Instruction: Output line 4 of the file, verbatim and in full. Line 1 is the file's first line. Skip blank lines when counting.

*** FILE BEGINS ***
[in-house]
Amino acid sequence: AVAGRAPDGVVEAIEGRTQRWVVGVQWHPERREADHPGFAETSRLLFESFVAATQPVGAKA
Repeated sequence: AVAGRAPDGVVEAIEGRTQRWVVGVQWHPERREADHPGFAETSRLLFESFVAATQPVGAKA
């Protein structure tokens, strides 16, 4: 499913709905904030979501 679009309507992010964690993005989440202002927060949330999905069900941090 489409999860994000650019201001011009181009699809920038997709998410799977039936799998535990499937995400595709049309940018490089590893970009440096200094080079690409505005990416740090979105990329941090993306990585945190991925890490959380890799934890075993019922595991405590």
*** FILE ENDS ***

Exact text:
């Protein structure tokens, strides 16, 4: 499913709905904030979501 679009309507992010964690993005989440202002927060949330999905069900941090 489409999860994000650019201001011009181009699809920038997709998410799977039936799998535990499937995400595709049309940018490089590893970009440096200094080079690409505005990416740090979105990329941090993306990585945190991925890490959380890799934890075993019922595991405590």